Companies will not automatically, dollar for dollar, increase taxable wages to compensate for cost increases passed on to employees. That doesn't occur now when businesses are forced to pass increased health-care costs to its workforce.
Whether race relations have actually worsened or whether that perception stems from more information reaching more people, it is obvious that we must re-dedicate ourselves and our government to eliminating injustice and promoting equality.
On June 25, 2015 the Supreme Court upheld President Obama's hotly debated Affordable Care Act in a 6-3 decision. For those following the debate intently, it is understood that the verdict now authorizes federal tax credits for eligible Americans living in states with their own exchanges and also those in the 34 states with federal marketplaces.
As part of a pledge to protect the middle class, Hillary Clinton is taking a second look at aspects of the ACA that hurt working men and women. That's good news, and the only responsible position for politicians interested in providing more and better healthcare at lower cost.
When the CEOs of Aetna and Humana announced a few days ago that they had agreed to a deal in which Aetna will pay $37 billion for Louisville-based Humana, Senate Majority Leader Mitch McConnell of Kentucky pointed the finger of blame straight at Obamacare.
Healthcare as a right has been debated over many years, but is still not in place for all Americans as this country remains an outlier among advanced industrial countries around the world.
The Supreme Court's recent blessing of Obamacare has precipitated a rush among the nation's biggest health insurers to consolidate into two or three behemoths. The result will be good for their shareholders and executives, but bad for the rest of us -- who will pay through the nose for the health insurance we need.
In the words of the Chief Justice Roberts in the majority opinion in the case, "Congress passed the Affordable Care Act to improve health insurance markets, not to destroy them." Those words could not be more true.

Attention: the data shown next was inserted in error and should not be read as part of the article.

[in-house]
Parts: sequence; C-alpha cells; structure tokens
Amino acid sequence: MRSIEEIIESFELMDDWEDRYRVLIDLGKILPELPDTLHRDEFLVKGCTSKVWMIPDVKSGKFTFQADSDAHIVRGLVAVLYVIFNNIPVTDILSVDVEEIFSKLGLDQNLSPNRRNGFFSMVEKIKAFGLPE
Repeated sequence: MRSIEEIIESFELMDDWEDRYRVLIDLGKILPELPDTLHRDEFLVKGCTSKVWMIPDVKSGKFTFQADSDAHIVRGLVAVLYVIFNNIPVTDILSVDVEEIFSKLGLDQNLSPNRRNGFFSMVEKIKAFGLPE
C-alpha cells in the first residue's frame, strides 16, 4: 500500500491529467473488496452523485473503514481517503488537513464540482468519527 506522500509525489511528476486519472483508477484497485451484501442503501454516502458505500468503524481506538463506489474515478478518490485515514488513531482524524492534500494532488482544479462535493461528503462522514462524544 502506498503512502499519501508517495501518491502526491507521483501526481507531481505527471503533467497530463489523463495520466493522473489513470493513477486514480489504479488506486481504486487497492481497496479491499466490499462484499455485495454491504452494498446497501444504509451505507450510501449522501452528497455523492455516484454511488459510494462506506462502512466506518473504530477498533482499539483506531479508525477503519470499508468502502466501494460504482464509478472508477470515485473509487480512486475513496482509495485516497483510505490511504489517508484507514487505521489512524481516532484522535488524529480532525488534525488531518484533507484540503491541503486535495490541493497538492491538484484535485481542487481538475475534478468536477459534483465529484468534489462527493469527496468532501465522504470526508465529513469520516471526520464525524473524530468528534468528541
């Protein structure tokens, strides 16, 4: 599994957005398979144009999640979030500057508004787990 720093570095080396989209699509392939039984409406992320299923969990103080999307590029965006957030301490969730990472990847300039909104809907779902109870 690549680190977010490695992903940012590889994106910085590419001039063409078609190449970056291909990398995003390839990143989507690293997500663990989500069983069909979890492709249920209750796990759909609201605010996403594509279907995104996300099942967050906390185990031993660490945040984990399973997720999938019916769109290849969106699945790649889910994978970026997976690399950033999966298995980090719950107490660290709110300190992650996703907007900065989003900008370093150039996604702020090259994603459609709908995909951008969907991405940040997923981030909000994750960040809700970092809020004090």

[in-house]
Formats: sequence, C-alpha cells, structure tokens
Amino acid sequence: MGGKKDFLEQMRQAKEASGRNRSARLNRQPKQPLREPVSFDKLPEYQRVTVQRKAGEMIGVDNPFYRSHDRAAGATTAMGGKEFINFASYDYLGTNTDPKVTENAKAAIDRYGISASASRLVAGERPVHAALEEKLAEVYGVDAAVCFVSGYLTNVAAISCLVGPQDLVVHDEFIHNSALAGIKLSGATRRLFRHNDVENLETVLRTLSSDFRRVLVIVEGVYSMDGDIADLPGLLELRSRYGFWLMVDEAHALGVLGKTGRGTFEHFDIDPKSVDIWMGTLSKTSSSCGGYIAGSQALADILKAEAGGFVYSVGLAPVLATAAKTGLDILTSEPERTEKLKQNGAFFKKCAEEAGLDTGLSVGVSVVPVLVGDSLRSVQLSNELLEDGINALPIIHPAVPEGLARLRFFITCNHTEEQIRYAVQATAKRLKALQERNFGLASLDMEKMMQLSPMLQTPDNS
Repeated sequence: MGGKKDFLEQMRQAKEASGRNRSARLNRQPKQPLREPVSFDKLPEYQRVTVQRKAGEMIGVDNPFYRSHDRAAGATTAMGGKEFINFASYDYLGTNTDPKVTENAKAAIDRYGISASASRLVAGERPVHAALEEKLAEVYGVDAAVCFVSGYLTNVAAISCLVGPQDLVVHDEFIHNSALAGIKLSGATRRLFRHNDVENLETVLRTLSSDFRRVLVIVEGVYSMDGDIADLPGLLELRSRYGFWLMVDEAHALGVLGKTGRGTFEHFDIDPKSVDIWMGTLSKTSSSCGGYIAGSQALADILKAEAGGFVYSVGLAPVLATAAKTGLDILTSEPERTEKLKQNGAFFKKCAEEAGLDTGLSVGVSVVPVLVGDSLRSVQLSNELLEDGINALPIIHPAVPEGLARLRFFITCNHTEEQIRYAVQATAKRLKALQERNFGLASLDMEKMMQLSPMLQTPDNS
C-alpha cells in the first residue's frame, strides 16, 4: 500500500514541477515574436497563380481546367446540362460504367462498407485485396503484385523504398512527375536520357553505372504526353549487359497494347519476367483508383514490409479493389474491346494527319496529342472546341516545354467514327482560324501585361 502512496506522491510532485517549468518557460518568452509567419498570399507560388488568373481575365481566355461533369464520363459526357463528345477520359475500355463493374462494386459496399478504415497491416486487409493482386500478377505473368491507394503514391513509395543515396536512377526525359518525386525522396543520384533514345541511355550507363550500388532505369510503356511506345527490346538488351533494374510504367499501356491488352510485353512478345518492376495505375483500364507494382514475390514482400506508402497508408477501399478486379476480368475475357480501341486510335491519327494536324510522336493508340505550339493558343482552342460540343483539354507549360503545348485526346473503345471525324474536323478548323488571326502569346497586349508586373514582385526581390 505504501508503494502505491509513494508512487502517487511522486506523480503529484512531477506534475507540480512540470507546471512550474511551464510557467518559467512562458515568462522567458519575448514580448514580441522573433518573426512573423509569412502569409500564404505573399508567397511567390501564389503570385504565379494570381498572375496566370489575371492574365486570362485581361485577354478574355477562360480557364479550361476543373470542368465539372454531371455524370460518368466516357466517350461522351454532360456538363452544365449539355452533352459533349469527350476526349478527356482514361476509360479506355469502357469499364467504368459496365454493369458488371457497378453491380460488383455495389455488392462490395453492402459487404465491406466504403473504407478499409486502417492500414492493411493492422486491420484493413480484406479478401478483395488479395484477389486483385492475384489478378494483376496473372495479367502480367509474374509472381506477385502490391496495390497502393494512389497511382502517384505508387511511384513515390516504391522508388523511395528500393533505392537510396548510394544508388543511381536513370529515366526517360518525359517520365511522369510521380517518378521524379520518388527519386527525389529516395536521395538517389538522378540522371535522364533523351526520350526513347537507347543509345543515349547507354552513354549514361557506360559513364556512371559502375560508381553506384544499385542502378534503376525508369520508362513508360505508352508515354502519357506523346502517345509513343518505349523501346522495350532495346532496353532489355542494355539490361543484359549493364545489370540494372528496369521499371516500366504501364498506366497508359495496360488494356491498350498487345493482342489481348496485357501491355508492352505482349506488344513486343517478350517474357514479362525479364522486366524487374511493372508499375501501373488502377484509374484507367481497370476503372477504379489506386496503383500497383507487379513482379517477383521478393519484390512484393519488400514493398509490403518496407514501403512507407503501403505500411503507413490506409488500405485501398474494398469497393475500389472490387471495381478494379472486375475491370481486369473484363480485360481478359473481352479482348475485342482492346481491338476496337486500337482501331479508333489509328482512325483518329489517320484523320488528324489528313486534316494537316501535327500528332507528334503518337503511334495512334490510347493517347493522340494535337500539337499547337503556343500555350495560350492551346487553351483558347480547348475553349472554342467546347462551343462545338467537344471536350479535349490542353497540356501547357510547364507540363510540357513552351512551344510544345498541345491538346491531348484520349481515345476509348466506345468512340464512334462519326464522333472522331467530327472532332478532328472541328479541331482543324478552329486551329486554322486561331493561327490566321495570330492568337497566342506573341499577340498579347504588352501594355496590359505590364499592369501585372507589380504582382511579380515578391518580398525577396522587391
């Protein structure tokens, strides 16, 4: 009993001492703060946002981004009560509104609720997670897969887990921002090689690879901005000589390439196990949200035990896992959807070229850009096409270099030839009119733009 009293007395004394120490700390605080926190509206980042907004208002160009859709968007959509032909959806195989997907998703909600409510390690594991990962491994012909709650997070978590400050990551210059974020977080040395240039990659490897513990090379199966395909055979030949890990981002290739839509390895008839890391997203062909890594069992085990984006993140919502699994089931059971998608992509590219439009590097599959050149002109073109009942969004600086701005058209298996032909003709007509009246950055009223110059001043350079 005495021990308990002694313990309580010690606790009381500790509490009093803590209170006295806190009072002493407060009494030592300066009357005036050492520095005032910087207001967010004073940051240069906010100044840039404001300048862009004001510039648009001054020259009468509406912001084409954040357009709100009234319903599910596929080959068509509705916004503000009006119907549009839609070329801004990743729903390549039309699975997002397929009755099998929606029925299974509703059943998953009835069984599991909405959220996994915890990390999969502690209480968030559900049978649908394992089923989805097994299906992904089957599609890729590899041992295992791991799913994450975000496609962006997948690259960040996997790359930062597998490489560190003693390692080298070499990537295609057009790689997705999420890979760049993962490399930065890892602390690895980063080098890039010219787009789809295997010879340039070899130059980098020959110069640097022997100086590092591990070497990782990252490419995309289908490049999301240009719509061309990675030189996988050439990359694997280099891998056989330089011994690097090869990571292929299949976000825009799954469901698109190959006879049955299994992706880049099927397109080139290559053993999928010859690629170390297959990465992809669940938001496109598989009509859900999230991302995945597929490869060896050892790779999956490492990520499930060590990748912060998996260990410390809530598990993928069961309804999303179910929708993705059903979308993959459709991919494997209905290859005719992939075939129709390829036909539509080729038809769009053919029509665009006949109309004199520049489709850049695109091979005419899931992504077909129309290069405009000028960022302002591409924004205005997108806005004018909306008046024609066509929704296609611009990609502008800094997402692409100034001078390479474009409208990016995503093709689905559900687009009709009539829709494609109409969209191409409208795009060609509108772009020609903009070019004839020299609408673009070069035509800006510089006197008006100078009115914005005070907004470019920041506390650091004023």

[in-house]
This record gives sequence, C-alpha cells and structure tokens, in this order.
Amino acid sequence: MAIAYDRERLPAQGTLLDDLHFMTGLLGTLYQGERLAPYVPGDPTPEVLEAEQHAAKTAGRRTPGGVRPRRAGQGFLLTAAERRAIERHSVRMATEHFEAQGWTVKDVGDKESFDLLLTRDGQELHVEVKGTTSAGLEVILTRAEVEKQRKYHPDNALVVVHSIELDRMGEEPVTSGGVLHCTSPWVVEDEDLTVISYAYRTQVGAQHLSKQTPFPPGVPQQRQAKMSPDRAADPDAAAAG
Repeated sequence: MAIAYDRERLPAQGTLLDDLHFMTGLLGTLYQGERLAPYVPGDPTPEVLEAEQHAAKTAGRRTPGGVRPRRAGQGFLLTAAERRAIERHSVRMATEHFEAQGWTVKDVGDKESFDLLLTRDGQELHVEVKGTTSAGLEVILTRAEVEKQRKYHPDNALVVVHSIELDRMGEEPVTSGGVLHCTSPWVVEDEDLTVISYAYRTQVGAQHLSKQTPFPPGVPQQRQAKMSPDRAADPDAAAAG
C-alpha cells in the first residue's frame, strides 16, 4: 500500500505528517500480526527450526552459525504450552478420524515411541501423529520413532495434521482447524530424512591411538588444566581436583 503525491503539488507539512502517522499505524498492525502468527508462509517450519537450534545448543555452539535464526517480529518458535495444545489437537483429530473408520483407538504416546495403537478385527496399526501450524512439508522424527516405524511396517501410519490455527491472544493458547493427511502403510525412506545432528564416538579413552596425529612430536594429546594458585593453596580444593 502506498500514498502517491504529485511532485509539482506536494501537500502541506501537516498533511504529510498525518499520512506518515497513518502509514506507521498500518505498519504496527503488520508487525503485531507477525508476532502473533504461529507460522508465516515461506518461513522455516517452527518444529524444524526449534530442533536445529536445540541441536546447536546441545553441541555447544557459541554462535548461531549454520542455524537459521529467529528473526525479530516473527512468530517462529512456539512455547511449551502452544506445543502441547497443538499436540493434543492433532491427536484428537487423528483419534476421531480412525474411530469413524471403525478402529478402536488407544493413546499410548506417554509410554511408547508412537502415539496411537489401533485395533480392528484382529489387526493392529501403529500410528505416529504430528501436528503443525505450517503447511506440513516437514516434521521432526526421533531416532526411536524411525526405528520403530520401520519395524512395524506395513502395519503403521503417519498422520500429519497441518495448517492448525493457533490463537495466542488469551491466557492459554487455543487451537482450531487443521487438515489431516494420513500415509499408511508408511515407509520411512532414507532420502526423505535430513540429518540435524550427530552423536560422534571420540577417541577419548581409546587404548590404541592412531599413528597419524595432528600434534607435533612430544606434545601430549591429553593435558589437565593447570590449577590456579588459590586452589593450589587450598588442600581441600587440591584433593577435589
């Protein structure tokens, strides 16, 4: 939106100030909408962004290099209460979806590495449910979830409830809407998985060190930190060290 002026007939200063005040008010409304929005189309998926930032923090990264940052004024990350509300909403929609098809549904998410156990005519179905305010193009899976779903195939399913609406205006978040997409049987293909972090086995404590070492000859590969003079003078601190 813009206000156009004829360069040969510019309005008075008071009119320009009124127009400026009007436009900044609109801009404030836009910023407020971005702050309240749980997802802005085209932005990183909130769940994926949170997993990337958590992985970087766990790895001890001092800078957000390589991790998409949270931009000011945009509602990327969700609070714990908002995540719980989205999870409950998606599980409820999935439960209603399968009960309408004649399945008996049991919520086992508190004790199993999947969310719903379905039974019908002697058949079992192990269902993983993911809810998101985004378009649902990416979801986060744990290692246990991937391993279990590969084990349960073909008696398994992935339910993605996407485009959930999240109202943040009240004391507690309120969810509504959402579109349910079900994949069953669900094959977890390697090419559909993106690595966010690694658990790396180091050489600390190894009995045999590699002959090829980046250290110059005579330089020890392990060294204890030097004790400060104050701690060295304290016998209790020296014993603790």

In King v. Burwell, decided last Thursday, the Supreme Court has once again (no doubt inadvertently) given us a lesson in the philosophy of language. The dispute in the case is over the meaning of the phrase "exchange established by the state." Chief Justice John Roberts, writing for the majority, argues that the phrase can and should be read to include an exchange established by the federal government. He explains that "exchange established by the state" is ambiguous because when read in context (as he proceeds to do) it means something different than it does when read in isolation. Justice Scalia retorts that by the logic of such a reading, "everything is ambiguous." That's both right and not right.
The whole King v. Burwell episode is a reminder that we live in a period of highly constrained rationality, where facts are too often on the run, and simple common sense is a cause for celebration.
We all need to accept and build a future where prevention becomes a dominant force. Waiting to get sick before going to the doctor makes no economic sense.
For the first time since they've polled people on the Affordable Care Act, more Americans like Obamacare than dislike it. And an overwhelming majority of citizens like the tax subsidies. Most feel the law works but could be improved with changes. The change they want is different from what opponents are talking about, however.
Traditional Medicare has proven its superiority over any private, market-based alternatives for the last 50 years. It is time to build on this social insurance model as the health care debate continues.
You might think that we learned the lesson of discredited managed care in the 1990s. The term "managed care" is confusing to many, but really amounts to managed reimbursement rather than managed care, whereby a set prospective annual payment is made by federal/state governments, as in the case of Medicaid managed care (MMC), to cover whatever services patients will receive over the coming year.
The tax starts in 2018, but many employers are making changes to their health care plans now to avoid the tax in the future.